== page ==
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Breaking into Product Management: What Crossover Skills Do You Need?

Robin Walters | May 12th, 2020

Some of the best jobs in technology are hybrid roles. Product Management is a hybrid somewhere between marketing, technology geekdom, and project management. Aha!1 says Product Management is “similar in concept to a brand manager at a consumer-packaged goods company.” Except, of course, that the product is digital. (Also, probably way cooler than a box of Fruit Loops. But I digress.)

Product Management requires deep expertise in strategic decision making, profit and loss (P&L), forecasting, and an understanding of the end user. It’s a passion-driven role that also requires the ability to herd cats, which means, in tech-jargon, you need people skills with cross-functional teams to be a good Product Manager.

Like a lot happening in the tech world today, Product Management is a role that is relatively new and evolving. That’s probably why it’s interesting to so many people in other professions like Project Management and Marketing.

So, what are the crossover skills necessary to evolve into a Product Manager? What credentials do you need to have on your CV? What’s the job outlook for Product Managers now that the coronavirus has shut down so much of the U.S. economy? So many questions—but AWH has some answers.


What the Heck is Product Management?

Why, when, and what—those are three areas of concern for Product Managers.

  • Why this product? Why now? Product Managers worry about setting the go-to market strategies for the products they represent. They must be able to give voice to the business value driving a product launch. They must understand why customers would care about the product, and ultimately, spend their money on it.
  • When should the product launch? Which iteration will give the best customer experience in real-time? What market factors will influence the timing of the product launch? Product Managers care about release implementation schedules and they must coordinate all the teams involved to help implement their strategy.
  • What product ideation will meet the needs, wants, and priorities of your target audience? How can you incorporate audience feedback into the ideation process? How can you represent both what the customer wants and what the company is able to provide?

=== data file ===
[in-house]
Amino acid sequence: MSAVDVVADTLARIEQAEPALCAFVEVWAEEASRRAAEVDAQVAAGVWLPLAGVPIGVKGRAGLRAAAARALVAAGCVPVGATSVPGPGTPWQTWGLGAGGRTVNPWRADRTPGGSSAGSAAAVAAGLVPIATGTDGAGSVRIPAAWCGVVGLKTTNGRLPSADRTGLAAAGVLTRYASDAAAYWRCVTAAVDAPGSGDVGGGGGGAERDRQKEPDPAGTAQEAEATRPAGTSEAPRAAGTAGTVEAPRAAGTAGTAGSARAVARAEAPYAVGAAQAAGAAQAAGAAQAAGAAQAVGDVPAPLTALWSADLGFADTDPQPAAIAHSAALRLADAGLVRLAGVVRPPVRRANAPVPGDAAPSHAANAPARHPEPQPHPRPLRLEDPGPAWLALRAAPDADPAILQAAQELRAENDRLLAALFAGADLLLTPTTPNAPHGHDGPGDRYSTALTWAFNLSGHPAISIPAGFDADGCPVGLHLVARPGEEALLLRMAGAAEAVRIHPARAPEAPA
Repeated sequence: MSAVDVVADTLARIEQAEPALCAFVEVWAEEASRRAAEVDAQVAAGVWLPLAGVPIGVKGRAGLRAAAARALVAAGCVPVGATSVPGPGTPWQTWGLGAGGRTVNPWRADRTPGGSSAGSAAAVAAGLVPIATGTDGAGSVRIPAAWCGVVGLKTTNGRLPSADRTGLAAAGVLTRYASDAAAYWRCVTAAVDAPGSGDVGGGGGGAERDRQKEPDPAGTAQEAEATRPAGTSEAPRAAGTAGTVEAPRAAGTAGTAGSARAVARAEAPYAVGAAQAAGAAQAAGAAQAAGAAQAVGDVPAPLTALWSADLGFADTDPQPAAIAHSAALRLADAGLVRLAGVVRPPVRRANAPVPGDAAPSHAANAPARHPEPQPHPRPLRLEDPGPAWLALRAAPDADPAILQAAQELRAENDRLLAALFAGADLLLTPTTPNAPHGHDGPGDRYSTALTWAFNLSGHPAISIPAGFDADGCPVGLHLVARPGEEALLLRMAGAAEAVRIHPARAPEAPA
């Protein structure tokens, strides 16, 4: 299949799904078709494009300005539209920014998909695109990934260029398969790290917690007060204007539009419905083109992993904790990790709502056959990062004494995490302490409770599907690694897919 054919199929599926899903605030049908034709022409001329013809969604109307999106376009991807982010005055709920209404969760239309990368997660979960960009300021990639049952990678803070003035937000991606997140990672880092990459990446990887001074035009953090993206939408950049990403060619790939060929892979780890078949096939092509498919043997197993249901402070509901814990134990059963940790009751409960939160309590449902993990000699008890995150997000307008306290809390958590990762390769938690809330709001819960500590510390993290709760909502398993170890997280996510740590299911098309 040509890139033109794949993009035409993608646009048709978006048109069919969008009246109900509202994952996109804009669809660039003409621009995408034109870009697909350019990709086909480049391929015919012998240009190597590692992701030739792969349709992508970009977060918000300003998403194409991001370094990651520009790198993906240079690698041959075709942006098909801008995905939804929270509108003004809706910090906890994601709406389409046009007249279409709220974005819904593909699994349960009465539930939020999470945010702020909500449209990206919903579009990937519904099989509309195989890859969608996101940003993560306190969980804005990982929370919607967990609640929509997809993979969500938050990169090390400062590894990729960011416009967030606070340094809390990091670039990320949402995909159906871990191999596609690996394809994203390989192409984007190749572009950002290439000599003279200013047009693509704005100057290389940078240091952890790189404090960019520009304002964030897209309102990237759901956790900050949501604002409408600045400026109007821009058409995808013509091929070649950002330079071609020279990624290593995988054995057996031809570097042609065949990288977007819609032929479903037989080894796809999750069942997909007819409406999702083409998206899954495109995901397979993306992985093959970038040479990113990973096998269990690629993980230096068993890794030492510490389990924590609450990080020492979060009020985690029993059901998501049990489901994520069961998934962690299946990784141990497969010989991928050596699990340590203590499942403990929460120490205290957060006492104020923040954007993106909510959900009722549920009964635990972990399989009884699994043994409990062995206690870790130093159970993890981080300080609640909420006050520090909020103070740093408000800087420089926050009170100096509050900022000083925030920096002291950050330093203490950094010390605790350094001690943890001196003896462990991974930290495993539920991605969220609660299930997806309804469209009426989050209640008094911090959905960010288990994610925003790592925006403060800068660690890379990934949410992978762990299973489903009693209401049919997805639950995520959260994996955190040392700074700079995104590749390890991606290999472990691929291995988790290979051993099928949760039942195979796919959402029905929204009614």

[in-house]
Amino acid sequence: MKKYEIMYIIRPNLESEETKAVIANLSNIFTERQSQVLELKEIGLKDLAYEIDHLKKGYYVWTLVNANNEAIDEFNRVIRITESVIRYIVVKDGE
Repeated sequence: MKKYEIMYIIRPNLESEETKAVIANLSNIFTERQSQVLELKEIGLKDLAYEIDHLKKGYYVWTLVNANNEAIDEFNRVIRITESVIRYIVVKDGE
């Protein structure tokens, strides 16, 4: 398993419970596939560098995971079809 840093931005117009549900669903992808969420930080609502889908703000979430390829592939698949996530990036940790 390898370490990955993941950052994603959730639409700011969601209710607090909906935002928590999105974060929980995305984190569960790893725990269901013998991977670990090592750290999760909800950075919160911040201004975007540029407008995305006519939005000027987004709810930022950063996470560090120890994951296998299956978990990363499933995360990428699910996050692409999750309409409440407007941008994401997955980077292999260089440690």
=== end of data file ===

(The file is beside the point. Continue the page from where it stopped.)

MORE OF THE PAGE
Like any career, Product Management is the perfect job if you have the right mix of skills. If you’re thinking about a leap into Product Management, here are the crossover skills you need to make it happen.

What Does it Take to Be a Product Manager?

The first thing to understand is that Project Management isn’t the same as Product Management, but it uses some of the same skills. It also has elements of UX, and, as Aha! indicated, there is a strong crossover to brand management, as well. Product Managers usually care more about the big three of product promotion (product, place, and price) than Project Managers do, but like Project Managers, they give a darn when a project runs off the rails.

With the popularity of Agile models, Product Management started heating up. Instead of the laboriously lengthy product development cycles seen a decade ago, suddenly, product development had to evolve at digital speeds. The Agile Manifesto2 actually lays a good baseline skills description for today’s Product Manager:

Through this work we have come to value:

Individuals and interactions over Processes and tools

Working software over Comprehensive documentation

Customer collaboration over Contract negotiation

Responding to change over Following a plan

Product Managers must be able to nudge, cajole, and sometimes browbeat stakeholders toward what the data (and sometimes instinct) has shown to be the right product iteration at the right time. This requires extensive people and communications skills. Product Managers must also recognize and believe in the process of ideation. They must understand that the development and launch of products is a never perfect, and an always evolving process based on shifting markets and consumer needs. Sometimes even more challenging, they must work to eliminate friction between the product and the end user. A good Product Manager can do all this, and probably juggle chainsaws while standing on one leg.

However, the crossover skills necessary to become a Product Manager always depend on the role, of course. No two job descriptions are the same, cultures vary, and the products themselves are different. But to break into Product Management you must exhibit both the organizational and people skills of a Project Manager, the flair of a UX Designer, and the passion of a Developer.

What’s the Job Outlook for Product Managers in the U.S.?

The coronavirus has changed the Product Management profession in a few ways. Managing remote teams and keeping them marching in lockstep toward the finish line is a little harder now. The job outlook is also tougher; economists predict a second quarter unemployment rate “north of 16 percent.”3 Prior to COVID-19, the outlook for Product Managers was sunny; it was voted the fourth best job in the U.S.4 for growth earlier this year.